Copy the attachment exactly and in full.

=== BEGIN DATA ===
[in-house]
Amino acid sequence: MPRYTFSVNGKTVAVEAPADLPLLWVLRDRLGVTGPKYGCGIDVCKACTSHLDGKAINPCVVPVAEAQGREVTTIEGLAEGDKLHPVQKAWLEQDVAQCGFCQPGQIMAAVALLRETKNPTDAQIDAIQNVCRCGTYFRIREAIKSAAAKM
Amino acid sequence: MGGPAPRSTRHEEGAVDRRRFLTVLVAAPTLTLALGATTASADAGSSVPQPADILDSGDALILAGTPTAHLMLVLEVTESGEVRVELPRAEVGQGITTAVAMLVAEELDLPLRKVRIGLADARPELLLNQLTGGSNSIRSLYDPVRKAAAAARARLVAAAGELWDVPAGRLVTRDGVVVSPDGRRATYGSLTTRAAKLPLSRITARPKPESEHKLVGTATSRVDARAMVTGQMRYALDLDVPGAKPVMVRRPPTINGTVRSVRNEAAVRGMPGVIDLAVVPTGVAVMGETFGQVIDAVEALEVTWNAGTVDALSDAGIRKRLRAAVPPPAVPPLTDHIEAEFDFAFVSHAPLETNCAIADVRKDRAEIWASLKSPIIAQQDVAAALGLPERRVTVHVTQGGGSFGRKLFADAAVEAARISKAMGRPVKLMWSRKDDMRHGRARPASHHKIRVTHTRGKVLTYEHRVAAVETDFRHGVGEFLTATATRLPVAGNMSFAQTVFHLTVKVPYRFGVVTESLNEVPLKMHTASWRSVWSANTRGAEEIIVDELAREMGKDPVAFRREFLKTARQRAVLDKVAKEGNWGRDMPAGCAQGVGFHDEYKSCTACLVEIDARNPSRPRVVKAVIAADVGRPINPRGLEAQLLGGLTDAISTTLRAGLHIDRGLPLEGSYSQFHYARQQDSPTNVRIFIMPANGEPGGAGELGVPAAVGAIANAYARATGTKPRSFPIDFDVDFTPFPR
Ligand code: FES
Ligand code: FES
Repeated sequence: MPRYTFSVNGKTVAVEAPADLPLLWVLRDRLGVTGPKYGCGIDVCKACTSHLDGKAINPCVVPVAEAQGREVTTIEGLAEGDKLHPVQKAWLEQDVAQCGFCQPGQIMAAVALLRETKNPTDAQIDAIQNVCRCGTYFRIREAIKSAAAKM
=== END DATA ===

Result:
[in-house]
Amino acid sequence: MPRYTFSVNGKTVAVEAPADLPLLWVLRDRLGVTGPKYGCGIDVCKACTSHLDGKAINPCVVPVAEAQGREVTTIEGLAEGDKLHPVQKAWLEQDVAQCGFCQPGQIMAAVALLRETKNPTDAQIDAIQNVCRCGTYFRIREAIKSAAAKM
Amino acid sequence: MGGPAPRSTRHEEGAVDRRRFLTVLVAAPTLTLALGATTASADAGSSVPQPADILDSGDALILAGTPTAHLMLVLEVTESGEVRVELPRAEVGQGITTAVAMLVAEELDLPLRKVRIGLADARPELLLNQLTGGSNSIRSLYDPVRKAAAAARARLVAAAGELWDVPAGRLVTRDGVVVSPDGRRATYGSLTTRAAKLPLSRITARPKPESEHKLVGTATSRVDARAMVTGQMRYALDLDVPGAKPVMVRRPPTINGTVRSVRNEAAVRGMPGVIDLAVVPTGVAVMGETFGQVIDAVEALEVTWNAGTVDALSDAGIRKRLRAAVPPPAVPPLTDHIEAEFDFAFVSHAPLETNCAIADVRKDRAEIWASLKSPIIAQQDVAAALGLPERRVTVHVTQGGGSFGRKLFADAAVEAARISKAMGRPVKLMWSRKDDMRHGRARPASHHKIRVTHTRGKVLTYEHRVAAVETDFRHGVGEFLTATATRLPVAGNMSFAQTVFHLTVKVPYRFGVVTESLNEVPLKMHTASWRSVWSANTRGAEEIIVDELAREMGKDPVAFRREFLKTARQRAVLDKVAKEGNWGRDMPAGCAQGVGFHDEYKSCTACLVEIDARNPSRPRVVKAVIAADVGRPINPRGLEAQLLGGLTDAISTTLRAGLHIDRGLPLEGSYSQFHYARQQDSPTNVRIFIMPANGEPGGAGELGVPAAVGAIANAYARATGTKPRSFPIDFDVDFTPFPR
Ligand code: FES
Ligand code: FES
Repeated sequence: MPRYTFSVNGKTVAVEAPADLPLLWVLRDRLGVTGPKYGCGIDVCKACTSHLDGKAINPCVVPVAEAQGREVTTIEGLAEGDKLHPVQKAWLEQDVAQCGFCQPGQIMAAVALLRETKNPTDAQIDAIQNVCRCGTYFRIREAIKSAAAKM